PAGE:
In some cases, the surgical removal of ovaries can offer a woman significant benefits. This depends greatly on the individual characteristics of the woman and her specific genealogy.
The beneficial aspects of conducting surgery depend on the reason for which the procedure is undertaken, which will be considered in greater detail below.
It is relatively common for ovarian cysts to occur in premenopausal women, which are usually non-malignant and resolve on their own. However, occasionally the cyst may persist for several months, causing significant abdominal pain and bloating, in addition to heavy bleeding.
For the surgical removal of the cyst, a unilateral oophorectomy is usually sufficient to remove the affected area on one side. This may involve the full or partial removal of the ovary, depending on the size and location of the cyst.
After the recovery period from surgery, the symptoms resulting from the ovarian cyst improves. This offers a pronounced benefit, as the symptoms resolve thus improving quality of life. Additionally, if some of the ovaries remain intact, this lessens the risk associated with complete removal.
A small percentage of ovarian cysts (5%) may be malignant and threaten both the immediate and long-term health of affected individuals.
In the case of malignancy, the benefits of surgery far outweigh any risks. The removal of malignant cells helps to reduce the spread of cancer throughout the body.
This has been shown to directly decrease mortality rates, as the malignancy can often be removed completely. Additionally, the quality of life women affected by this is markedly improved.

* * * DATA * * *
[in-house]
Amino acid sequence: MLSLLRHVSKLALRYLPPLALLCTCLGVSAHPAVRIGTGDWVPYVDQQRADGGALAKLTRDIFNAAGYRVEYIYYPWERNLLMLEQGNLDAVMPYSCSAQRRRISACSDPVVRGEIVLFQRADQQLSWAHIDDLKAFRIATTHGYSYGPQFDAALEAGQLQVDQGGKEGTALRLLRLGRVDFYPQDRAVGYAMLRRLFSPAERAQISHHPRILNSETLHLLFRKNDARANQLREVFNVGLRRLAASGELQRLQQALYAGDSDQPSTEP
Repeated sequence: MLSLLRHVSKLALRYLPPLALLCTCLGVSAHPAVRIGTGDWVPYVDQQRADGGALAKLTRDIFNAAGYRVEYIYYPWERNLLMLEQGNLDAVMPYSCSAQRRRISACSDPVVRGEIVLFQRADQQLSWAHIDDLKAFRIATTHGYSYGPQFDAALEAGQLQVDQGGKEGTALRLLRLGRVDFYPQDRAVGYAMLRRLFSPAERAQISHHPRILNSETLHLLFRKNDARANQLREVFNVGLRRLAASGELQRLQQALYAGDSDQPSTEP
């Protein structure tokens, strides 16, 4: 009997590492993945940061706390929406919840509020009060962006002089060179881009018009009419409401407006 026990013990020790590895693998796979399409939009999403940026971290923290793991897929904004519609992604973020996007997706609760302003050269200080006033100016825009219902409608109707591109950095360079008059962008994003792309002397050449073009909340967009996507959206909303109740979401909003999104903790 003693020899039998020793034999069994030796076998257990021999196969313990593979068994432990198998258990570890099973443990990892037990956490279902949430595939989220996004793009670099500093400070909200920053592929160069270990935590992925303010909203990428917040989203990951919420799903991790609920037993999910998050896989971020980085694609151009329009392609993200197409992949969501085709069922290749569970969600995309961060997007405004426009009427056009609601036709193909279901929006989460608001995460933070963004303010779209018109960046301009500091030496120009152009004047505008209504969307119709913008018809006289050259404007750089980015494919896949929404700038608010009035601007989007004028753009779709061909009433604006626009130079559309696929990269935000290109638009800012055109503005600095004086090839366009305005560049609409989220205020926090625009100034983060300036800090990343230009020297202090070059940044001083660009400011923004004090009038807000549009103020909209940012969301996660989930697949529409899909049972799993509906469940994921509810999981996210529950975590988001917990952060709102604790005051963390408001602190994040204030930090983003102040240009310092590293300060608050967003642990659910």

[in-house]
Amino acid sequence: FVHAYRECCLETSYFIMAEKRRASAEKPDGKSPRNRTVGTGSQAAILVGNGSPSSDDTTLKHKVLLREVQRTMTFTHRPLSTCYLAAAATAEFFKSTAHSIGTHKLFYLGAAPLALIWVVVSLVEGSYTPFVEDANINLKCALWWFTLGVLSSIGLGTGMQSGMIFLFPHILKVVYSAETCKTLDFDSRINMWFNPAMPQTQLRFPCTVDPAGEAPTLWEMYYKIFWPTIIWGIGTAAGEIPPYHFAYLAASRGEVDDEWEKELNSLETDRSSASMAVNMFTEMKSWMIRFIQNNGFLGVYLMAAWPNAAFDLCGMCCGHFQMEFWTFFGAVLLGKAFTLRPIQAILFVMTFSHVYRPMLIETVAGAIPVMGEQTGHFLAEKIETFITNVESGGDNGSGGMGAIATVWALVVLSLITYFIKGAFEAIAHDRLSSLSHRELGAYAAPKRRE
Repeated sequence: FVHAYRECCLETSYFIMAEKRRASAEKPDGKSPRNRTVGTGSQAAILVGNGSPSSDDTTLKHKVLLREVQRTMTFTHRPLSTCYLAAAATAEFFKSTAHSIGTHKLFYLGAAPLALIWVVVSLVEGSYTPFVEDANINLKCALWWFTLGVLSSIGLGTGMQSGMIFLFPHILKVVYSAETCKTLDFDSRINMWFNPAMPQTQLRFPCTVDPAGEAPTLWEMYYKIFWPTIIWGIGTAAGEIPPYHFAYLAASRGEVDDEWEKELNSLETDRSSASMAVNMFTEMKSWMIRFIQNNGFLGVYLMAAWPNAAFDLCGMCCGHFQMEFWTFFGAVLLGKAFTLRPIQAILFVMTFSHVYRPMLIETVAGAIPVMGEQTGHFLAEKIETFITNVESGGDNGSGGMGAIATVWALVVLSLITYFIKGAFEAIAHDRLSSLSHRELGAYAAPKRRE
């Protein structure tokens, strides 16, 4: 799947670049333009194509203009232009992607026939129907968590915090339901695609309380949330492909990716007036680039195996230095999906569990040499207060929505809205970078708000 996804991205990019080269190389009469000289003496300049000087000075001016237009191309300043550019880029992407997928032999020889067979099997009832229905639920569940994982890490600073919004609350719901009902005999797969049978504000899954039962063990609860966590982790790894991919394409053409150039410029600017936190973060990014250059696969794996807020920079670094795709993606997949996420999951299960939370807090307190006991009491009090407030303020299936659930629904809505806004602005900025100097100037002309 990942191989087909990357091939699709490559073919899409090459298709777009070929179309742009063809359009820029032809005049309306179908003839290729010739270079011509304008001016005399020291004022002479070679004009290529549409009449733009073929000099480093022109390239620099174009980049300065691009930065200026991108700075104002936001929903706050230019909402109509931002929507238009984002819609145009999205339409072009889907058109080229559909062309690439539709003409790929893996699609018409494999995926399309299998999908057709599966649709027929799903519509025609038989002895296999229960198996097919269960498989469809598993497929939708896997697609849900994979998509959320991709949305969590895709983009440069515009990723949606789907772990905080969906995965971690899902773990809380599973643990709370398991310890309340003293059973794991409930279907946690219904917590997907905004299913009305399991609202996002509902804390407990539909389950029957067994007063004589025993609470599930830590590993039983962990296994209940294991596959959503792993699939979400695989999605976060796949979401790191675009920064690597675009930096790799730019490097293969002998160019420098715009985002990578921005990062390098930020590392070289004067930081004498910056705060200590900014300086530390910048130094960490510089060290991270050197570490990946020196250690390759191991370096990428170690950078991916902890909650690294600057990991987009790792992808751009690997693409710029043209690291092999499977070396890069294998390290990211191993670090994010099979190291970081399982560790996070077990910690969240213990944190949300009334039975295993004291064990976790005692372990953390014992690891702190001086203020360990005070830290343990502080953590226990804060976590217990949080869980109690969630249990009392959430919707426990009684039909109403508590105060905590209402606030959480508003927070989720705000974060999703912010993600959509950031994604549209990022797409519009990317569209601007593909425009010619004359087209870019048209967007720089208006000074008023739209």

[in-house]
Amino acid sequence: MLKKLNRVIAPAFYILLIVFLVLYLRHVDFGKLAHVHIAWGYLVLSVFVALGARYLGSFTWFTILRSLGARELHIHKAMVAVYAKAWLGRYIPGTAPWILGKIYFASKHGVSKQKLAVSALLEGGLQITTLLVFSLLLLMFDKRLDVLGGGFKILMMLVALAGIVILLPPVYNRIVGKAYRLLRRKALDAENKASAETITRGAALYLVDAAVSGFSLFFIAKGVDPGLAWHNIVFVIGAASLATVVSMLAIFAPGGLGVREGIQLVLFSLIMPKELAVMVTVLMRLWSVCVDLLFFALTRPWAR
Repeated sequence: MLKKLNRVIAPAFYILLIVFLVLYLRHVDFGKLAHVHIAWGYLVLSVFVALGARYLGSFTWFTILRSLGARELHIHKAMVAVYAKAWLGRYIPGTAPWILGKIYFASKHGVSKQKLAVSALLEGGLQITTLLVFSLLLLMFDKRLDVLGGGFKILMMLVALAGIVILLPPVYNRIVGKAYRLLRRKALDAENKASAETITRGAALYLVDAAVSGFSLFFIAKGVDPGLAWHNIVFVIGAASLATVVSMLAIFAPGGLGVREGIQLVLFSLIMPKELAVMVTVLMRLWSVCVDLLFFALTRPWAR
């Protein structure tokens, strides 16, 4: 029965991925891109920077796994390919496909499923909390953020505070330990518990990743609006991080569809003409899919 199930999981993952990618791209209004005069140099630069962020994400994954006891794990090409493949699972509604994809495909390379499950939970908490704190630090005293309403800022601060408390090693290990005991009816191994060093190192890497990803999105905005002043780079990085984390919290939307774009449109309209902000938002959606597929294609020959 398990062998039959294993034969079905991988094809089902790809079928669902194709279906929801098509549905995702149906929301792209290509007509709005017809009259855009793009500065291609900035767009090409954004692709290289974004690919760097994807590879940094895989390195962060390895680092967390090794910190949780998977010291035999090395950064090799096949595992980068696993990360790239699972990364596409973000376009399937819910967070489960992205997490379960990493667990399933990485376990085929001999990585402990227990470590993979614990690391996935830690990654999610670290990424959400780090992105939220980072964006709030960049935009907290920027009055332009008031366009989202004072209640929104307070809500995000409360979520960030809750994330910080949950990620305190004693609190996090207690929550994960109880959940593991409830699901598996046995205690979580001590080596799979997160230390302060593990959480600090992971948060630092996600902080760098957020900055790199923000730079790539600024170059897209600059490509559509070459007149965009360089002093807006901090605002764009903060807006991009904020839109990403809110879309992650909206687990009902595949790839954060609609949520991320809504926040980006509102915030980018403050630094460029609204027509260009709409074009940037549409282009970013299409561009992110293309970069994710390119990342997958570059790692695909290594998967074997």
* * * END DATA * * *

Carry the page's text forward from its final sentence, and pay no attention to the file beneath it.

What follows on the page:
A widespread reason for women to request an oophorectomy is the belief that the possibility of preventing ovarian cancer outweighs the risk associated with the surgical procedure. However, the logic behind this is debatable as there are some serious risks involved with surgery.
For some specific populations, there is an increased risk of getting breast cancer and preventative surgery to remove the ovaries may be a more reasonable option.
This is particularly evident for women with the high-risk BRCA1 gene mutation. It has been shown that the risk of both ovarian and breast cancer is reduced for these women if they undertake an oophorectomy at approximately 40 years of age. This leads to statistically significant longer survival rates.
In addition to longer survival rates, preventing a case of ovarian or breast cancer with prophylactic ovary removal also offers advantages for quality of life. In particular, women are less likely to need to be subjected to intrusive treatments and surgeries associated with these cancers.
For women with BRCA2 mutations, risk of these cancers is also increased. Oophorectomy at around the age of 40 has been shown to provide a modest benefit, although it is not clear if this completely offsets the risks that are associated with surgery. When combined with a prophylactic mastectomy, however, the survival advantage is more significant.
On rare occasions, severe endometriosis can be treated with an oophorectomy. The removal of the ovaries eliminates the menstrual cycle and results in reduced pain and less spreading of existing endometriosis. This procedure is often conducted together with a hysterectomy to inhibit recurrence.
Oophorectomy for women who suffer from endometriosis offers the benefit of a solution when other methods of treatment have proven unsuccessful.
Are the benefits worth it?
Whether the overall benefits of undertaking an oophorectomy are worth it depends on the specific situation. Each reason for surgery is associated with different benefits if the surgery is completed successfully. Naturally, these should be weighed up against the potential risks before a clinical decision is made.